Though there was a strong sense of nationalism in all of the countries of Europe that were now participating in the Great War by August 1914, there was also a strong sense of worry among the civilians. The warring nations also had some varying percentage of their population that was against the war, especially the populations that were minorities within their own country. The governments of these countries did their best to promote the idea that the nationalistic population was completely supportive of the war, and that people were standing on the streets cheering at the beginning of August. There was no unified reaction to the war, as with all wars. Each country believed it was acting in self-defense, whether it was Austria-Hungary avenging the death of Archduke Franz Ferdinand or Russia trying to protect its smaller, weaker ally Serbia. Though each country claimed their participation in the war was out of their own self-defense, it was more because of the diplomatic and ethnic alliances each power had made.
Russia felt a sense of unity to Serbia ethnically, and because Serbia was not large or powerful enough to defend itself, Russia would act as “big brother” if it needed to. Germany was coming to the aid of its Austro-Hungarian ally against Russia while declaring pre-emptive war on France, who the Kaiser was sure would attack Germany when given the open chance. Great Britain declared war on Germany when its troops marched through Belgium to complete the Schlieffen Plan developed before the war had even begun, and France was honoring its defense treaty with Russia while Germany declared war on its rival, France. Because the countries believed that their war was one of self-defense, it was more influential to produce propaganda to plead a countries case to its own people and, later on in the war, to the United States. War stories and poems were produced in Germany to support the war, and the warring powers used self-defense as a motivation and mobilization tool to bring together its people in support of the war effort.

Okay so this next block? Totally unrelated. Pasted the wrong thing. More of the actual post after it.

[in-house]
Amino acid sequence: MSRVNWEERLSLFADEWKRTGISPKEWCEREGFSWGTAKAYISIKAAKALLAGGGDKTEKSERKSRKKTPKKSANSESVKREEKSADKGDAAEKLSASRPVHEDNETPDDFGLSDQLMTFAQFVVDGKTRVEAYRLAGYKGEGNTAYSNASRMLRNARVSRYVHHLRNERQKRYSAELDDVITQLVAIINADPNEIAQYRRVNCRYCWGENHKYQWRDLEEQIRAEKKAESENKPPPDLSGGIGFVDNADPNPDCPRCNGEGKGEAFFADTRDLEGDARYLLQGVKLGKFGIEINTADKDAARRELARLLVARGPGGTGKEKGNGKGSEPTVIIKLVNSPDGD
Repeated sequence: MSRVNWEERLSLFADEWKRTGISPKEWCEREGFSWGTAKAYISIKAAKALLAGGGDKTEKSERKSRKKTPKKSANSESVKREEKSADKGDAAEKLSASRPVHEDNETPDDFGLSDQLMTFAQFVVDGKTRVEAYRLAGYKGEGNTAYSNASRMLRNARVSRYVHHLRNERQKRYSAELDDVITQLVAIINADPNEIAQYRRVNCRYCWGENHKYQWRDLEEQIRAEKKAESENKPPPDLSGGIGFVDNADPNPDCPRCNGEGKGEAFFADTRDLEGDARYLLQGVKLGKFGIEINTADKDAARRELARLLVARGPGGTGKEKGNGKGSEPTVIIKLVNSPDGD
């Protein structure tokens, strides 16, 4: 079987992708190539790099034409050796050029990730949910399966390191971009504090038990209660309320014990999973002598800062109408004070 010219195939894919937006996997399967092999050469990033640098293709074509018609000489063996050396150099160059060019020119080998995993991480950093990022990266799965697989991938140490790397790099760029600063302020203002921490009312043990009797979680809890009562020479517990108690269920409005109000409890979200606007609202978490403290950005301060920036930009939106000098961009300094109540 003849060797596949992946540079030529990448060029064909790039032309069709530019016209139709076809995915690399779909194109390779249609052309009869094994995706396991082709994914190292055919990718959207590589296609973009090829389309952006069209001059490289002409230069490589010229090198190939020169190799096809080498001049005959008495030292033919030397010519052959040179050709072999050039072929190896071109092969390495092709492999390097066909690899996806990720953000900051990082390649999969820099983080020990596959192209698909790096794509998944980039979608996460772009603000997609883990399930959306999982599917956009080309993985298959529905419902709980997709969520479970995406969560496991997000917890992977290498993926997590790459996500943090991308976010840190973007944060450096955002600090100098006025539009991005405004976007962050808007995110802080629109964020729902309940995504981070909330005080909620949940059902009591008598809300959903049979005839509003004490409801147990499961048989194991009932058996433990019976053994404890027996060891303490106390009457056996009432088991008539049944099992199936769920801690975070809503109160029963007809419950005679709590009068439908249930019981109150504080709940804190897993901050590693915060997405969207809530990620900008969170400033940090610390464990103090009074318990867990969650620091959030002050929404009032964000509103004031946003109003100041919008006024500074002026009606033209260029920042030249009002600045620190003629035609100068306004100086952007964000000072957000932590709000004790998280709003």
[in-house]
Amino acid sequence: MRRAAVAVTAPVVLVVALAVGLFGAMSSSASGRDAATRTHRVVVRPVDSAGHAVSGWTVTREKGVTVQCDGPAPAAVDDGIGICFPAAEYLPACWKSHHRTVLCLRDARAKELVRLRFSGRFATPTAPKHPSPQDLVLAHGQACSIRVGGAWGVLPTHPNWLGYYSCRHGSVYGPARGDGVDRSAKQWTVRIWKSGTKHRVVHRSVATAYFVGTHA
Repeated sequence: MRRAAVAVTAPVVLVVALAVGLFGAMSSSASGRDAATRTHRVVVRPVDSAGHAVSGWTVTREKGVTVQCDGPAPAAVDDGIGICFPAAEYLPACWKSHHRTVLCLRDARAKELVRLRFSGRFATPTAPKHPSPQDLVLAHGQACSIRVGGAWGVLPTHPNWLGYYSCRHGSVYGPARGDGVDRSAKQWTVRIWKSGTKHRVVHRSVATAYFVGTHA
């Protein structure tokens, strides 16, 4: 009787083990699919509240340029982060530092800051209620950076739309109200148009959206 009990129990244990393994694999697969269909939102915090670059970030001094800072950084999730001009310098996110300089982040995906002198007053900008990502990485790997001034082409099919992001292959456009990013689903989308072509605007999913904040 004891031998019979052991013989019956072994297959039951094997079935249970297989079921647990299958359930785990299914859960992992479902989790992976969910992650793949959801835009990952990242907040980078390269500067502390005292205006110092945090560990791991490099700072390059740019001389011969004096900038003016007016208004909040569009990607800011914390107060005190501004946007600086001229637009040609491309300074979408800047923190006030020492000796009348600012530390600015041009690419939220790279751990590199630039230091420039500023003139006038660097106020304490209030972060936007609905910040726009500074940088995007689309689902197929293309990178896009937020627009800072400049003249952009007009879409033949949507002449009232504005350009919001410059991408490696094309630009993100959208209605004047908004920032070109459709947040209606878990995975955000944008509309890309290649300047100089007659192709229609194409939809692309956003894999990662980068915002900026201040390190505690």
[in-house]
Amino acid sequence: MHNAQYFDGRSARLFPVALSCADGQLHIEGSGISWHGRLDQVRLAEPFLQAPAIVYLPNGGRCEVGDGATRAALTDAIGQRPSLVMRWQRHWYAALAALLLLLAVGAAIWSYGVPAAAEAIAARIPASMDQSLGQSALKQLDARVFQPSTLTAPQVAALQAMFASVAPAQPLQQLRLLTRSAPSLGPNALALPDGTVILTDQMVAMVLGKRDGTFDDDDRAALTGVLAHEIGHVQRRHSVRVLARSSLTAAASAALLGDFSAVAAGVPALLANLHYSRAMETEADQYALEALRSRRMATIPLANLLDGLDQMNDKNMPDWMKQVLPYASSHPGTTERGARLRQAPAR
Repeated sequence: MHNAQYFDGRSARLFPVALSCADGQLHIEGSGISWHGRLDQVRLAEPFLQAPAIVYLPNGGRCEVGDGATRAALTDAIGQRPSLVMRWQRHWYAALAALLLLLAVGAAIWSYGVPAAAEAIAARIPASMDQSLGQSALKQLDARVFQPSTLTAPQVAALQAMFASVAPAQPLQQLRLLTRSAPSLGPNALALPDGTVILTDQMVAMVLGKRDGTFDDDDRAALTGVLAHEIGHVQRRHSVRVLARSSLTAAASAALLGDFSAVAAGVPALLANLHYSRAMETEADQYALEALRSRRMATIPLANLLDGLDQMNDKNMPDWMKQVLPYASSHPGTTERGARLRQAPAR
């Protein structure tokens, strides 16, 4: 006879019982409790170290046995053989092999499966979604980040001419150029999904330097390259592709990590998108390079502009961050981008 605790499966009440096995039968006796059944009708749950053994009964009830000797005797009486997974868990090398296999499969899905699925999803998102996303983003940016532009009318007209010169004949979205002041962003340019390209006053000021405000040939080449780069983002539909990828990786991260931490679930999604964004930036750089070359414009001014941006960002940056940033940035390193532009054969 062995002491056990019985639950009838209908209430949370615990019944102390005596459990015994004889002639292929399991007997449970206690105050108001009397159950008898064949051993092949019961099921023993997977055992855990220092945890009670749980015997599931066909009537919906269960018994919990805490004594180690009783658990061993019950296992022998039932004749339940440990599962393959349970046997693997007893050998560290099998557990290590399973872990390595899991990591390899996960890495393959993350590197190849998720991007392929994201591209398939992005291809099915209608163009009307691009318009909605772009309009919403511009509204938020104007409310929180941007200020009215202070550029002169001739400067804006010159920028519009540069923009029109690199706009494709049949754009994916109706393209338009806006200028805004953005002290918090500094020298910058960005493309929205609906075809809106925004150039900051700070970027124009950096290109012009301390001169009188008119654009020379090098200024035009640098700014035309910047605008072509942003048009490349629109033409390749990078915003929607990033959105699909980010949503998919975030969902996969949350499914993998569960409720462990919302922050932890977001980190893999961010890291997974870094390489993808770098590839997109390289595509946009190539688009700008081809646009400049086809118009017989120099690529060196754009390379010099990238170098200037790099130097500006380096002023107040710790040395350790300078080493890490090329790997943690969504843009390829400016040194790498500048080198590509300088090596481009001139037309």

The sense of national defense and pride helped the war last as long as it did despite its horrifying brutality and toll on civilians, and it kept morale high for many civilians and soldiers alike during the war. Gaining the support of its people was possibly the most important for Germany, who had preemptively attacked its enemies and needed to make its case of self defense. Rallying its people was most important because it was now in a war against the most powerful navy on Earth, the British navy, and the civilians would be going through many difficult times if the British blockaded Germany. The Kaiser would need to rally the support of his people and keep it going even through the hard times the people would be exposed to during the blockade.
Rallying the people often meant they would have fear of the enemy put into them, and during the war a certain level of “ethnic cleansing” is seen, though not on the scale that would be seen in the decades to come. Foreign language learning and speaking was abolished if it was that of the enemy (St. Petersburg, Russia was even renamed Petrograd because its name was “too German”), and paranoia and panics often led to people being prosecuted for being spies. Vladimir Ilyich Ulyanov, more commonly known as Vladimir Lenin, was exiled from Russia because of his socialist beliefs and forced to live in Austria-Hungary. There, he was arrested and prosecuted as a spy and allowed to flee for Switzerland. The brutality Russian soldiers faced during the war allowed Lenin to come back to Russia with the Bolshevik Revolution once its citizens wanted peace. Nonetheless, garnering men for the war effort was largely successful in a war that saw tens of millions of men mobilized for war.
Modris Eksteins – “Rites of Spring: The Great War and the Birth of the Modern Age”